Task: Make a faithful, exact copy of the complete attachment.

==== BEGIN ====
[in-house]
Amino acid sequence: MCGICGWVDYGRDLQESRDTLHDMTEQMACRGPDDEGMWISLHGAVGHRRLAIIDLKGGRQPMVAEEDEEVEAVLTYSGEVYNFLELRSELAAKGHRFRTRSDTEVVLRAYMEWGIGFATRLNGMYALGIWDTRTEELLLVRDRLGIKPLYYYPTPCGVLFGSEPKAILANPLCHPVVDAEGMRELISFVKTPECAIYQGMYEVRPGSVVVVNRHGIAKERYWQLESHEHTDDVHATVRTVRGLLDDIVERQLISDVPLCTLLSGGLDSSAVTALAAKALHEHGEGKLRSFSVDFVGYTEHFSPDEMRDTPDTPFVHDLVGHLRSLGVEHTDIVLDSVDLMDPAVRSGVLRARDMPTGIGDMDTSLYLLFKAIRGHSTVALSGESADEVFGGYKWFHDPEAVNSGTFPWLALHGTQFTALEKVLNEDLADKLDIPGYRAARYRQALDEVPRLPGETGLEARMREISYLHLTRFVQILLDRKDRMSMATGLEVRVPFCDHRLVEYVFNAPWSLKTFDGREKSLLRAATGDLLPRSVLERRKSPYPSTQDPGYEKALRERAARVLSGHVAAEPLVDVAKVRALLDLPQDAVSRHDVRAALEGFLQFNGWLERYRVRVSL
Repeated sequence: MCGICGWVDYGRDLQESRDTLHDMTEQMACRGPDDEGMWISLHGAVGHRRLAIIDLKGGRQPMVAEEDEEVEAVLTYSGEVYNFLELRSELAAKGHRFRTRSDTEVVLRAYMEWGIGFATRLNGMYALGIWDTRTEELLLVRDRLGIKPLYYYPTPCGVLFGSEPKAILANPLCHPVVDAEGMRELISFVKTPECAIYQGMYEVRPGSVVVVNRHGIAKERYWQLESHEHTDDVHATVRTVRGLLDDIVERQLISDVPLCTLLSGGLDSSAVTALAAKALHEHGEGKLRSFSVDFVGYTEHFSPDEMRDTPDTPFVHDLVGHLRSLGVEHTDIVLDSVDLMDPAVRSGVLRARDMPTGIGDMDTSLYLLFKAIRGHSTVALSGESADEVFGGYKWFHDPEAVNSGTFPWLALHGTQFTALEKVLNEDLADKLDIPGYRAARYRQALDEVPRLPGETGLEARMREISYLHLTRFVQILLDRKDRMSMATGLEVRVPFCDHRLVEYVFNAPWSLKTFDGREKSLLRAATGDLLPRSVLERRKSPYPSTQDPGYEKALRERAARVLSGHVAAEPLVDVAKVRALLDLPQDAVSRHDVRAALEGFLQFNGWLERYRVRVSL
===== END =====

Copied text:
[in-house]
Amino acid sequence: MCGICGWVDYGRDLQESRDTLHDMTEQMACRGPDDEGMWISLHGAVGHRRLAIIDLKGGRQPMVAEEDEEVEAVLTYSGEVYNFLELRSELAAKGHRFRTRSDTEVVLRAYMEWGIGFATRLNGMYALGIWDTRTEELLLVRDRLGIKPLYYYPTPCGVLFGSEPKAILANPLCHPVVDAEGMRELISFVKTPECAIYQGMYEVRPGSVVVVNRHGIAKERYWQLESHEHTDDVHATVRTVRGLLDDIVERQLISDVPLCTLLSGGLDSSAVTALAAKALHEHGEGKLRSFSVDFVGYTEHFSPDEMRDTPDTPFVHDLVGHLRSLGVEHTDIVLDSVDLMDPAVRSGVLRARDMPTGIGDMDTSLYLLFKAIRGHSTVALSGESADEVFGGYKWFHDPEAVNSGTFPWLALHGTQFTALEKVLNEDLADKLDIPGYRAARYRQALDEVPRLPGETGLEARMREISYLHLTRFVQILLDRKDRMSMATGLEVRVPFCDHRLVEYVFNAPWSLKTFDGREKSLLRAATGDLLPRSVLERRKSPYPSTQDPGYEKALRERAARVLSGHVAAEPLVDVAKVRALLDLPQDAVSRHDVRAALEGFLQFNGWLERYRVRVSL
Repeated sequence: MCGICGWVDYGRDLQESRDTLHDMTEQMACRGPDDEGMWISLHGAVGHRRLAIIDLKGGRQPMVAEEDEEVEAVLTYSGEVYNFLELRSELAAKGHRFRTRSDTEVVLRAYMEWGIGFATRLNGMYALGIWDTRTEELLLVRDRLGIKPLYYYPTPCGVLFGSEPKAILANPLCHPVVDAEGMRELISFVKTPECAIYQGMYEVRPGSVVVVNRHGIAKERYWQLESHEHTDDVHATVRTVRGLLDDIVERQLISDVPLCTLLSGGLDSSAVTALAAKALHEHGEGKLRSFSVDFVGYTEHFSPDEMRDTPDTPFVHDLVGHLRSLGVEHTDIVLDSVDLMDPAVRSGVLRARDMPTGIGDMDTSLYLLFKAIRGHSTVALSGESADEVFGGYKWFHDPEAVNSGTFPWLALHGTQFTALEKVLNEDLADKLDIPGYRAARYRQALDEVPRLPGETGLEARMREISYLHLTRFVQILLDRKDRMSMATGLEVRVPFCDHRLVEYVFNAPWSLKTFDGREKSLLRAATGDLLPRSVLERRKSPYPSTQDPGYEKALRERAARVLSGHVAAEPLVDVAKVRALLDLPQDAVSRHDVRAALEGFLQFNGWLERYRVRVSL